Earlier today, speaking on CNN, Connecticut Senator Richard Blumenthal encouraged his colleagues to use the money they got from Weinstein to support causes like combating sexual harassment, sexual assault and domestic violence. He donated the money he received from Weinstein to the Connecticut Alliance to End Sexual Violence -- Erin.

BURNETT: All right. Athena, thank you.

And OUTFRONT now, Maria Cardona, Democratic strategist, CNN political commentator, and Margaret Hoover, former George W. Bush White House staff and CNN political commentator.

Thanks to both. Maria, Hillary Clinton has a book signing event tonight in Davis, California. Let's hope she addresses the controversy, at least I do. The story broke five days ago. She got, what, $100,000 from him.

So, why haven't we heard from her, or the Obamas? You just heard Michelle refer to Harvey Weinstein as a wonderful human being and a good friend.

MARIA CARDONA, CNN POLITICAL COMMENTATOR: You know, I think a couple of things here, Erin. I agree with you. I hope she does say something. And I would imagine at the moment that a microphone is put before her and the question is asked. She will absolutely disavow what Harvey Weinstein did. It was disgusting, unacceptable, and I haven't seen any Democrat come out to defend him, I don't think they will.

But Hillary Clinton is not in public office anymore. You know, it's so interesting when she does come out to talk about something, people can't wait to say, oh, Hillary Clinton just go away, why don't you just shut up, and then when she doesn't say anything, people are clamoring, why isn't Hillary Clinton talking?

I think Hillary Clinton has earned the right to talk about what she damn pleases when she damn pleases. She doesn't owe anybody anything.

President Obama the same thing, I am sure if he's asked about it in a public forum, he will talk about it as well.

But I am just appalled. You know, the RNC chairwoman talked about hypocrisy, let's talk about hypocrisy, right? Democrats did not elect a sexual predator to be in the White House. When Republicans give back the millions and millions of dollars that the sexual predator in chief that is now in the White House has helped them raise, then we can have this conversation.

BURNETT: Just because you're saying, he did it so I can do it too.

[19:35:03] I mean, it sort of sounds a little bit like that. I mean, Margaret --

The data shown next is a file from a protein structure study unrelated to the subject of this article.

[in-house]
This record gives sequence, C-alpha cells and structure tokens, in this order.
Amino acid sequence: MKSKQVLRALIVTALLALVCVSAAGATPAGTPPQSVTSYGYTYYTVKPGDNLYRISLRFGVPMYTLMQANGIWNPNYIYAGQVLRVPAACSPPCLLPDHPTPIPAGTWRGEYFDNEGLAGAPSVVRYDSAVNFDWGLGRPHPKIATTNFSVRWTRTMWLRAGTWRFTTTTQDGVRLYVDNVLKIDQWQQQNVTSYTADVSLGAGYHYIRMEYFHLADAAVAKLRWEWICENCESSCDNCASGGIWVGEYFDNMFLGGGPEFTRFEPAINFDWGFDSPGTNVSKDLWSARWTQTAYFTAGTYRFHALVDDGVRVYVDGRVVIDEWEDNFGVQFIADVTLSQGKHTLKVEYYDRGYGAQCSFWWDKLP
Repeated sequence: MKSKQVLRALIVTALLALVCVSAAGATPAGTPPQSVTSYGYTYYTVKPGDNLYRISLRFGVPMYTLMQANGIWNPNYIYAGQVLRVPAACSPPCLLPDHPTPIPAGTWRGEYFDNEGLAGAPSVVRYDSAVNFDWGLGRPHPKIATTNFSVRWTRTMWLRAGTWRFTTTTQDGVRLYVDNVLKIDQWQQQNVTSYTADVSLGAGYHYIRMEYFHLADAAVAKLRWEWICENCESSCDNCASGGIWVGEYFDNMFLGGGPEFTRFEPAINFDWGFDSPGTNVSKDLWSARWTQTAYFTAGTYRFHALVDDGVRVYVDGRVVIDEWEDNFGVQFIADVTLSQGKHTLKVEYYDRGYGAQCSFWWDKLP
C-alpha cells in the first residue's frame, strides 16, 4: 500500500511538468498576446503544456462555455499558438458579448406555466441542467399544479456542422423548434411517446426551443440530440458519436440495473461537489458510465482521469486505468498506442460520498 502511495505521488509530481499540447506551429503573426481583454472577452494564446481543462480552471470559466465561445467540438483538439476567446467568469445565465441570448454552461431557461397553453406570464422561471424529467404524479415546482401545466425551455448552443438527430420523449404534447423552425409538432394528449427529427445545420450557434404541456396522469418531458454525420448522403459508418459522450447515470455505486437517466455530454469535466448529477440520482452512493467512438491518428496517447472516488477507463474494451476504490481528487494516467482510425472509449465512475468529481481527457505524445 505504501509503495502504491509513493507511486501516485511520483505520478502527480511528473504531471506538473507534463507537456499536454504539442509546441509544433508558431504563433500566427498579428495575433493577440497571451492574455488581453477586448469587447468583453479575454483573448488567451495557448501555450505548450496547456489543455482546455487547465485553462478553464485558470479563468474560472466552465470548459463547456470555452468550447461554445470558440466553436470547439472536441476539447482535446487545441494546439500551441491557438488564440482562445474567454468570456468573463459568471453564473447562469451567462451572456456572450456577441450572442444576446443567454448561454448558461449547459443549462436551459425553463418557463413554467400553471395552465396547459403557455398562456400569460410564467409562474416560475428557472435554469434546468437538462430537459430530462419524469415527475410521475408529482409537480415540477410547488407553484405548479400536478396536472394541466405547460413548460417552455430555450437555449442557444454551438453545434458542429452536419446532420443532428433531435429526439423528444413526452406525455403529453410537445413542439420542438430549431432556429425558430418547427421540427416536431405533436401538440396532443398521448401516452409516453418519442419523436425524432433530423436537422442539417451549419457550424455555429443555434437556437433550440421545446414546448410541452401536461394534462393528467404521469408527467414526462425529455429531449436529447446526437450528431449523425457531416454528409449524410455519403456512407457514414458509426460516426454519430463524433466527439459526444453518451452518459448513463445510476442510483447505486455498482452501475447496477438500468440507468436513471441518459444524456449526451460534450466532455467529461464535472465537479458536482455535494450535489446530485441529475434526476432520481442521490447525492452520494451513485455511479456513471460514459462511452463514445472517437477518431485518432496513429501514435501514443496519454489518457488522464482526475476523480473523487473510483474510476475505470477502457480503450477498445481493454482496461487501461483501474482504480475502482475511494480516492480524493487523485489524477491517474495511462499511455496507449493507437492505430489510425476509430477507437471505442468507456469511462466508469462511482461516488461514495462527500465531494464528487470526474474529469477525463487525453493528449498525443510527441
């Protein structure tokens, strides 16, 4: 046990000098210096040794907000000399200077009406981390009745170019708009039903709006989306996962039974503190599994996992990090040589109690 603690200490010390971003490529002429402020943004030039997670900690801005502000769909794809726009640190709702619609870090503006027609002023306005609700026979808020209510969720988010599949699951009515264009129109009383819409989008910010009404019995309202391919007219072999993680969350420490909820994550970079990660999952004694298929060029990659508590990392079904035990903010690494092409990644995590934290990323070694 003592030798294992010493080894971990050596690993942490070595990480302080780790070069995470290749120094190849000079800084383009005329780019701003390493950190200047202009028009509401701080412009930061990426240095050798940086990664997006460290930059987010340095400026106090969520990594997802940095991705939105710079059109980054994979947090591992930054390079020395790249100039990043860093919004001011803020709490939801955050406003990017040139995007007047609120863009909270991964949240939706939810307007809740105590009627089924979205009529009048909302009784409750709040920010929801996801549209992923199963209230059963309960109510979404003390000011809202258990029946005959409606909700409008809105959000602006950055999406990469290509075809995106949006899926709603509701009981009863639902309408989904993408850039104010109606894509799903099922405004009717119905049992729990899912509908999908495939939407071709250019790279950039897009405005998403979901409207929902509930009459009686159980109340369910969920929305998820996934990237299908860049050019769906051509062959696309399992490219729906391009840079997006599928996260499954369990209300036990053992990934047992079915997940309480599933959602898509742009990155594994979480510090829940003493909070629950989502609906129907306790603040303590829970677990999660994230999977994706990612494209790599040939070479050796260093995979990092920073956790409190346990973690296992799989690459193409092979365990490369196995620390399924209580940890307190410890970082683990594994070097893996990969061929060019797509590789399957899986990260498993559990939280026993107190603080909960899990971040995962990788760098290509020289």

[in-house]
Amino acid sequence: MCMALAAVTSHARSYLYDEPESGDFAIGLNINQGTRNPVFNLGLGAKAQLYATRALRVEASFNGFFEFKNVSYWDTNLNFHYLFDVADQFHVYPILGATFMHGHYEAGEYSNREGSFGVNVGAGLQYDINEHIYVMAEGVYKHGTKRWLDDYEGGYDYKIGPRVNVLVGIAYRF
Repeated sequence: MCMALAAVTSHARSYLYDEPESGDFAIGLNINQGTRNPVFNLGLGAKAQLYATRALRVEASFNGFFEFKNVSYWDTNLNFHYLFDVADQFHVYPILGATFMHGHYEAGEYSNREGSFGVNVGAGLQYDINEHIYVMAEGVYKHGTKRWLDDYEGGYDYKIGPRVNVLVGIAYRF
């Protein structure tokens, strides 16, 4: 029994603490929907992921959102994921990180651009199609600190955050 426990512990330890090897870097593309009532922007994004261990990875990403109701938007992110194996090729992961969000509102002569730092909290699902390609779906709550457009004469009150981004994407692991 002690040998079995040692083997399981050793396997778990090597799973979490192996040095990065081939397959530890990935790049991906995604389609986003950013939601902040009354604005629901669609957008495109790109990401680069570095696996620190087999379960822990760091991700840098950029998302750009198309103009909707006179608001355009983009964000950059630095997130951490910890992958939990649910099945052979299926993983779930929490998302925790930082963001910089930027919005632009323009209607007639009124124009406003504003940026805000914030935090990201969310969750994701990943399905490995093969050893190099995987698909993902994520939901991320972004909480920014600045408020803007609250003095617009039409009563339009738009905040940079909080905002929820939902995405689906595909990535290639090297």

MARGARET HOOVER, CNN POLITICAL COMMENTATOR: I understand where Maria's coming from. She's saying, look, Republicans are, you know, starting this food fight about Republicans or Democrats. But what I think that argument misses, is that this is a man who is a leading funder in the Democratic Party, and Michelle Obama said he was a good man. And she's also the same person who said, listening to Donald Trump makes her physically ill during the campaign.

So, it does -- it does -- now that Judi Dench has come out, Meryl Streep has come out opinion, it would help, and I think it frankly -- it stands in stark contrast that they haven't spoken out, sort of the leading woman in American politics on the Democratic side, who accepted money from this man who has been now described as a predator and has paid -- you know, settled eight times in the last 30 years.

It just -- it's deafening that she hasn't said anything yet, and she should. And so should the Obamas whose daughter interned for this predator.

BURNETT: I mean --

HOOVER: I mean, they take as serious a responsibility as parents of daughters and the message we send our young women. So, it makes sense for us to hear something from them.

BURNETT: I mean, Maria, isn't there something to be said for that? I mean, you know, they all went on and on about women and women's causes --


BURNETT: -- when it's something of a person that hits them directly, or even their own daughter, I mean, you're saying -- when a microphone comes up to them, but that's not leadership.

CARDONA: But here's the thing -- when they went on and on about all of these issues affecting women, and again, the man who is in the White House attacking women and bragging about attacking women, they were -- one was the president of the United States, and the other was the 2016 Democratic candidate running for president of the United States.

They had public --

BURNETT: What, Maria, what are you saying, it's not OK for Trump, but it is OK for Harvey Weinstein?


CARDONA: No, I'm not -- absolutely not, I'm not saying that at all. No Democrat who is in office who holds office, who's running for office, has said that what Harvey Weinstein did was OK, nobody. And the people who have accepted money from him who are in office or any of the committees, they are giving that money back.